Treating Poisonous Snake and Spider Bites



LAS VEGAS – In the movies, a savvy hero saves the victim of a rattler by quickly ripping up a shirt to use as a tourniquet, then sucking the venom from the wound. In real life, forget it.

"A cell phone – that's your snakebite kit," said Dr. Cyrus Rangan, director of toxics epidemiology at the Los Angeles County Department of Health Services in his talk on envenomations at the meeting sponsored by the American Academy of Pediatrics California District 9.

Photo credit: (c) Tim Goodwin/FOTOLIA

The most common poisonous snake in the U.S. is the rattlesnake (shown above).

Few people suffer from severely toxic bites in the United States, but getting the treatment right is essential in these cases. "When it does happen, it's important to know what your next move is going to be," said Dr. Rangan, who focused on bites by rattlesnakes and spiders.

Snakes bite about 3-4 out of every 100,000 people each year in the United States. A quarter of these are "dry bites" in which no venom is released. Half result in severe morbidity. Deaths are rare.

The most common poisonous snake in the United States is the rattlesnake (Crotalus atrox and Crotalus viridis helleri). The bites usually penetrate only a few millimeters and, as a result, the damage is localized. In the rare case when the venom enters a vein, the consequences can be serious. The teeth usually leave simple puncture wounds, but sometimes they drag along the skin far enough to cause lacerations.

In women, such bites are mostly on the foot, the result of accidentally stepping on or near the snake. "Ninety percent of the time men get bitten on the hand because they're doing something dumb," said Dr. Rangan. He told the story of a man who kissed a rattler on the mouth – and got bitten – in two separate incidents.

Presentation includes stinging, burning pain, distal-to-proximal swelling, blebs and ecchymoses (caused by someone trying to suck out the venom), and occasional oozing from the bite site. Don't worry about the oozing or try to treat with platelets, Dr. Rangan advised.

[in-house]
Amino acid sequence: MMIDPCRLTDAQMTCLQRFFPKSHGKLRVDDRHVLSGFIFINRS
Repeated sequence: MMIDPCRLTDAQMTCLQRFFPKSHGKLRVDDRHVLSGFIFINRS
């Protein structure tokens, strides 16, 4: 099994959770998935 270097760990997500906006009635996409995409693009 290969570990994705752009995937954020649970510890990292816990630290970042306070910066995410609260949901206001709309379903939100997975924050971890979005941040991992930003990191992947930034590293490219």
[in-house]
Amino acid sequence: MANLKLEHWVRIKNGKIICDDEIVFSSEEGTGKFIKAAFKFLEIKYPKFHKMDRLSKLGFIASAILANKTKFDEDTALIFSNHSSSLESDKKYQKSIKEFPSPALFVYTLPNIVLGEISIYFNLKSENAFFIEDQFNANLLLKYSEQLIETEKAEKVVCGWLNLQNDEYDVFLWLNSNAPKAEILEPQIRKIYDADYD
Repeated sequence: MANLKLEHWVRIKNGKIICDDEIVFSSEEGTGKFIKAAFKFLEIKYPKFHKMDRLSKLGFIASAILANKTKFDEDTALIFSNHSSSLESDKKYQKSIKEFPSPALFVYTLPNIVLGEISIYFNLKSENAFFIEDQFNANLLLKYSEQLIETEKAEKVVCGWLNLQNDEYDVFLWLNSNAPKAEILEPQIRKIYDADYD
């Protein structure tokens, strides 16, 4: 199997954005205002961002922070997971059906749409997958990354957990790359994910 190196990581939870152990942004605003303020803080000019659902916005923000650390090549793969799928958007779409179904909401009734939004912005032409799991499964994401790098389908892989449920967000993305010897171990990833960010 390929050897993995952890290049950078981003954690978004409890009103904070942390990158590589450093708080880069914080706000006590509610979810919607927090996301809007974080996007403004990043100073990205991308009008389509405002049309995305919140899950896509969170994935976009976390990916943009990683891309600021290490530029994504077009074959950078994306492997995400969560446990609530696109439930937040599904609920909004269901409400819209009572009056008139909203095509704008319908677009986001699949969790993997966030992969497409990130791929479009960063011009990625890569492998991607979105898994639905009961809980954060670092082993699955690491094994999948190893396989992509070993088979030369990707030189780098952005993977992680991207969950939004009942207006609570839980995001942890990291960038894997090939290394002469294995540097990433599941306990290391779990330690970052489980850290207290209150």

Patients may also experience nausea, a metallic taste, diaphoresis, paresthesia, and rarely hypotension, arrhythmias, or rhabdomyolysis. Fasciculations (muscle twitching) may occur anywhere in the body – the result of neurotoxins in the venom, said Dr. Rangan.

The venom contains enzymes that promote thrombin-like activity and fibrinolysis. Tourniquets are a mistake because it's better to let the venom circulate rather than be concentrated in one place where it can cause necrosis. Other folk remedies that do more harm than good include extreme icing, attempting to cut away the affected tissue, burning, and even electrotherapy.

What should be done instead? Besides calling a pharmacy to make sure it has the appropriate antivenom in stock, Dr. Rangan said, appropriate first aid includes immobilizing the patient and elevating the bitten extremity above the heart.

At the hospital, he advised doctors to remove all constricting bands, continue to elevate the extremity, monitor the progression of swelling, administer tetanus prophylaxis, and take platelet and fibrinogen labs. Other labs might include CBC, CPK (creatine phosphokinase), Type+Screen in preparation for a possible blood transfusion, and PT (prothrombin time).

Dr. Cyrus Rangan

The appropriate antivenom is Crotalidae polyvalent immune Fab (CroFab), which is made by injecting sheep with the venom, then isolating the antibodies. CroFab contains intact IgG antibodies digested with papain to yield Fab fragments.

Dr. Rangan advised administering six vials in increments until the cessation of swelling and the stabilization of coagulation abnormalities. Empiric antibiotics and blood products can be considered. Anticipate and treat serum sickness. "Don't forget pain control," he said.

Surgical intervention is rarely needed. Some necrotic tissue debridement might be called for, but fasciotomy is rarely indicated and is the largest contributor to comorbidity, he added.

Dangerous Spiders

Dr. Rangan emphasized that the brown recluse spider (Loxosceles reclusa) is confined almost entirely to the central Southern states, and even there bites are extremely rare. Likewise, he said, tarantula (Theraphosidae) bites are mostly more painful than damaging. These spiders also can eject barbed hairs, which are generally only serious if they get into a patient's eyes.

Black widows (Latrodectus), on the other hand, can cause major havoc. "If there is one spider you have to worry about, this is the one," said Dr. Rangan. These bites can be fatal in small children or the frail elderly.

The bites are single needle-like puncture wounds. A quarter is dry bites that cause little harm, but 60% present with an erythematous macule, 30% with a "target" lesion, 5% with an erythema marginatum, and 5% with tiny distinct dual fang marks. "If you see a patch of sweat and a little red dot, it's virtually pathognomonic," said Dr. Rangan.


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